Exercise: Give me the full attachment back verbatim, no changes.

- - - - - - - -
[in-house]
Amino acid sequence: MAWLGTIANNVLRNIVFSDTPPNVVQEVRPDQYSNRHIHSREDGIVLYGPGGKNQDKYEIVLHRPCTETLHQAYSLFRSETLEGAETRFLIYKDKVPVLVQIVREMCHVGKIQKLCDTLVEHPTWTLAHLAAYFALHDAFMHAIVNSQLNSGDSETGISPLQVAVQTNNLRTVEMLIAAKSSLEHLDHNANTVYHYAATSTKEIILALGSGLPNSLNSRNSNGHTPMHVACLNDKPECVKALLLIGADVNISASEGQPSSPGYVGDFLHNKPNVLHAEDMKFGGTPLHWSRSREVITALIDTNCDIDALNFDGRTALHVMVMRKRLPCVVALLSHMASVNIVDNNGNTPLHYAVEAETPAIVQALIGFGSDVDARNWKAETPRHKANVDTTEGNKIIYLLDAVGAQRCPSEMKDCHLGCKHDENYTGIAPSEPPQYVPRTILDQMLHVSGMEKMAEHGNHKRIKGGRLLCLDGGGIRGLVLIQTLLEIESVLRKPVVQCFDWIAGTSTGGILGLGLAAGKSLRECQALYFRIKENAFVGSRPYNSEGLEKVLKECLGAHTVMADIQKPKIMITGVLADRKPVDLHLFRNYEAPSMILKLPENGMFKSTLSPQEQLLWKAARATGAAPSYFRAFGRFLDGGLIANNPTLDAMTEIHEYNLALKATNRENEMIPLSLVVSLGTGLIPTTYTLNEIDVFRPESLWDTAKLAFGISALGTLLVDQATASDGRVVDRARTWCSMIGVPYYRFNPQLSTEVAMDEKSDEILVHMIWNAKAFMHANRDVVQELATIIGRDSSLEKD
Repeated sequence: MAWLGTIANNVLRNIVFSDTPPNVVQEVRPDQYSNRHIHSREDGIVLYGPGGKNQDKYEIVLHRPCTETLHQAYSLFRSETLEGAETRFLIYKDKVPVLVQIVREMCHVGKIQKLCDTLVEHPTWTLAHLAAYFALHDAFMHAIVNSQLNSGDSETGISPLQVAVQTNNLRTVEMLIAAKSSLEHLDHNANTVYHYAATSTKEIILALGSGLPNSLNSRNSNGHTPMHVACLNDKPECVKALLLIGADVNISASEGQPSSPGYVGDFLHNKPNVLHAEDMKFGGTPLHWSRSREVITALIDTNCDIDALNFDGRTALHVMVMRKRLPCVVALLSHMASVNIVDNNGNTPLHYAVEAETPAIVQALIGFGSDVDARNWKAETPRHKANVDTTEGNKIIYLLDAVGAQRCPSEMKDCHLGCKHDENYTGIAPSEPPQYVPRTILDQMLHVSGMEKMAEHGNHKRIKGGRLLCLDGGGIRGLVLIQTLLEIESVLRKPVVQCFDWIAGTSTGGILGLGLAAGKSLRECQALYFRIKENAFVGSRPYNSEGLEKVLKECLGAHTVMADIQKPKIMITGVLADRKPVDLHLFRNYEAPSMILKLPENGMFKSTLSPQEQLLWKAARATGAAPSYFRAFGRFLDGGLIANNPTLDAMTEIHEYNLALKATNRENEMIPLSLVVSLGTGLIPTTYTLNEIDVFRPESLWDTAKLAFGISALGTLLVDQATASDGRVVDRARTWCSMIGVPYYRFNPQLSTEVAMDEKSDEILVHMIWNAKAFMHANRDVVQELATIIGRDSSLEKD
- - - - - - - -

[in-house]
Amino acid sequence: MAWLGTIANNVLRNIVFSDTPPNVVQEVRPDQYSNRHIHSREDGIVLYGPGGKNQDKYEIVLHRPCTETLHQAYSLFRSETLEGAETRFLIYKDKVPVLVQIVREMCHVGKIQKLCDTLVEHPTWTLAHLAAYFALHDAFMHAIVNSQLNSGDSETGISPLQVAVQTNNLRTVEMLIAAKSSLEHLDHNANTVYHYAATSTKEIILALGSGLPNSLNSRNSNGHTPMHVACLNDKPECVKALLLIGADVNISASEGQPSSPGYVGDFLHNKPNVLHAEDMKFGGTPLHWSRSREVITALIDTNCDIDALNFDGRTALHVMVMRKRLPCVVALLSHMASVNIVDNNGNTPLHYAVEAETPAIVQALIGFGSDVDARNWKAETPRHKANVDTTEGNKIIYLLDAVGAQRCPSEMKDCHLGCKHDENYTGIAPSEPPQYVPRTILDQMLHVSGMEKMAEHGNHKRIKGGRLLCLDGGGIRGLVLIQTLLEIESVLRKPVVQCFDWIAGTSTGGILGLGLAAGKSLRECQALYFRIKENAFVGSRPYNSEGLEKVLKECLGAHTVMADIQKPKIMITGVLADRKPVDLHLFRNYEAPSMILKLPENGMFKSTLSPQEQLLWKAARATGAAPSYFRAFGRFLDGGLIANNPTLDAMTEIHEYNLALKATNRENEMIPLSLVVSLGTGLIPTTYTLNEIDVFRPESLWDTAKLAFGISALGTLLVDQATASDGRVVDRARTWCSMIGVPYYRFNPQLSTEVAMDEKSDEILVHMIWNAKAFMHANRDVVQELATIIGRDSSLEKD
Repeated sequence: MAWLGTIANNVLRNIVFSDTPPNVVQEVRPDQYSNRHIHSREDGIVLYGPGGKNQDKYEIVLHRPCTETLHQAYSLFRSETLEGAETRFLIYKDKVPVLVQIVREMCHVGKIQKLCDTLVEHPTWTLAHLAAYFALHDAFMHAIVNSQLNSGDSETGISPLQVAVQTNNLRTVEMLIAAKSSLEHLDHNANTVYHYAATSTKEIILALGSGLPNSLNSRNSNGHTPMHVACLNDKPECVKALLLIGADVNISASEGQPSSPGYVGDFLHNKPNVLHAEDMKFGGTPLHWSRSREVITALIDTNCDIDALNFDGRTALHVMVMRKRLPCVVALLSHMASVNIVDNNGNTPLHYAVEAETPAIVQALIGFGSDVDARNWKAETPRHKANVDTTEGNKIIYLLDAVGAQRCPSEMKDCHLGCKHDENYTGIAPSEPPQYVPRTILDQMLHVSGMEKMAEHGNHKRIKGGRLLCLDGGGIRGLVLIQTLLEIESVLRKPVVQCFDWIAGTSTGGILGLGLAAGKSLRECQALYFRIKENAFVGSRPYNSEGLEKVLKECLGAHTVMADIQKPKIMITGVLADRKPVDLHLFRNYEAPSMILKLPENGMFKSTLSPQEQLLWKAARATGAAPSYFRAFGRFLDGGLIANNPTLDAMTEIHEYNLALKATNRENEMIPLSLVVSLGTGLIPTTYTLNEIDVFRPESLWDTAKLAFGISALGTLLVDQATASDGRVVDRARTWCSMIGVPYYRFNPQLSTEVAMDEKSDEILVHMIWNAKAFMHANRDVVQELATIIGRDSSLEKD